• First, create a PKGBUILD file for the package you want to build. For more information about the PKGBUILD file structure and functions see here.
  • Run makepkg utility:
    $ makepkg
  • If the compile process was successfull, you should see a package file (pkgname.pkg.tar.xz) within the same directory.
  • Now you can manually install the package using pacman:
    $ sudo pacman -U pkgname.pkg.tar.xz

Submitting packages to the AUR

Please read the Archlinux User Repository (AUR) guidelines for a detailed description of the submission process.

Distributed Compiling using DistCC (Advanced)

If you plan on building a lot of packages and want to speed up the process, the following guide will turn an x86 Linux computer into an ARM cross-compiler.

Distcc is a program to distribute builds across several machines on a network. distcc is usually much faster than a local compile and its compatible with Archlinux makepkg utility.

The master (PixiePro) is the computer which initiates and distributes the compilation to the configured slaves.

The slaves are one or multiple machines running the distcc daemon which accepts incoming compilation requests send by the master.

We provide an out of the box Virtualbox Archlinux x86 Machine with everything configured in order to setup your computer as a distcc slave.

Configuring the Slave device

  • Virtualbox is a free and cross-platform application. Download and install the latest VirtualBox version according to your platform from the following link:

  • Open the VirtualBox application and create a new virtual machine:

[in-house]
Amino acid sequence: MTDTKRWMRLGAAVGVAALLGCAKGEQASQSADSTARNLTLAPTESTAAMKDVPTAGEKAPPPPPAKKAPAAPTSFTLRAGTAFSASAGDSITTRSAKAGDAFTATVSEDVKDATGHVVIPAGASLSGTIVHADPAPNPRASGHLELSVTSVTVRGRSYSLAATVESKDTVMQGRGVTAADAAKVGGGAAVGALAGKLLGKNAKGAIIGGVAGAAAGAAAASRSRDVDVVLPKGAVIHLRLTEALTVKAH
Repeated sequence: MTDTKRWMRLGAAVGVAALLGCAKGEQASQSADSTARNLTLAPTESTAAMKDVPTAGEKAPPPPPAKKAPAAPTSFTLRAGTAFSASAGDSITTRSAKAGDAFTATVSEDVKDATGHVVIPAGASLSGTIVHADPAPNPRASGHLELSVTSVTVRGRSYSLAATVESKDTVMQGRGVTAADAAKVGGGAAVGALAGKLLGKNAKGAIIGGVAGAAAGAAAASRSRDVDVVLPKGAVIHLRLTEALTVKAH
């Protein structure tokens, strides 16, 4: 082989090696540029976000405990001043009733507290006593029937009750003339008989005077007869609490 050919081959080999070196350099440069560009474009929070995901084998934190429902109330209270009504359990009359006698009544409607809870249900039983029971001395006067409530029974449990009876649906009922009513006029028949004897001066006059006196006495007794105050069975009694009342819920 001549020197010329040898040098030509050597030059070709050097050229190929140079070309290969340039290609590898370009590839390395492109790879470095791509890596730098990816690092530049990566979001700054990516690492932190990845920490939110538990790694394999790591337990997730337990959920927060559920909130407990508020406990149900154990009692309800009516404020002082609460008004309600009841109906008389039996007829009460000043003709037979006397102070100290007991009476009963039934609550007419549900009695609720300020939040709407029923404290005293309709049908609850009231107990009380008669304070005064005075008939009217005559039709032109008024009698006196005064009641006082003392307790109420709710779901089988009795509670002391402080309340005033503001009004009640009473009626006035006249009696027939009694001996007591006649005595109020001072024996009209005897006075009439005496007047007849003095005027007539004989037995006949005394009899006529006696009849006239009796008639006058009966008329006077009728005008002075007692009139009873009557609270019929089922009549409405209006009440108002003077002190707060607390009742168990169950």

• Create a new virtual machine, and select the option "Use an existing virtual hard disk file". Choose the memory size according to your needs (recommended size: 1024 MB):


  • Once the virtual machine is created, go to to the virtual machine settings, and in the network tab select "Bridged Adapter":


  • Login to Archlinux with the following username and password:

username: archuser
password: arch-user-cool


  • Once login, check the machine's ip address:


Configuring the Master device

  • Installing distcc on PixiePro:
    $sudo pacman -S distcc
  • Start the distcc daemon
    $sudo systemctl start distccd
  • If you want the distcc service to start at boot:
    $sudo systemctl enable distccd

The minimal configuration for distcc on the master includes the setting of one or multiple slaves in the configuration file /etc/distcc/hosts.

  • Check the ip address of the ArchDistcc VirtualBox machine created in the previous section and add the following line in the /etc/distcc/hosts file (For example, if the IP Address is :,cpp
  • In order to add distcc support to makepkg, edit the configuration file /etc/makepkg.conf in the following sections:
  1. BUILDENV has distcc unbanged i.e. without exclamation point.
  2. Uncomment the DISTCC_HOSTS line and add the IP addresses of the slaves then a slash and the number of threads they are to use.
  3. Adjust the MAKEFLAGS variable to correspond to the number of sum of the number of individual values specified for the max threads per server. In this case we are only configuring one slave with a maximum of 8 threads, so MAKEFLAGS variable should be equal to 8 threads.


BUILDENV=(distcc fakeroot color !ccache !check)
  • Now everytime you compile a package using makepkg, you will be using distributed compiling with distcc. In order to check the received files in the slave device(s), open a terminal and type in the following command:
    $tail -f /var/log/distcc/distccd.log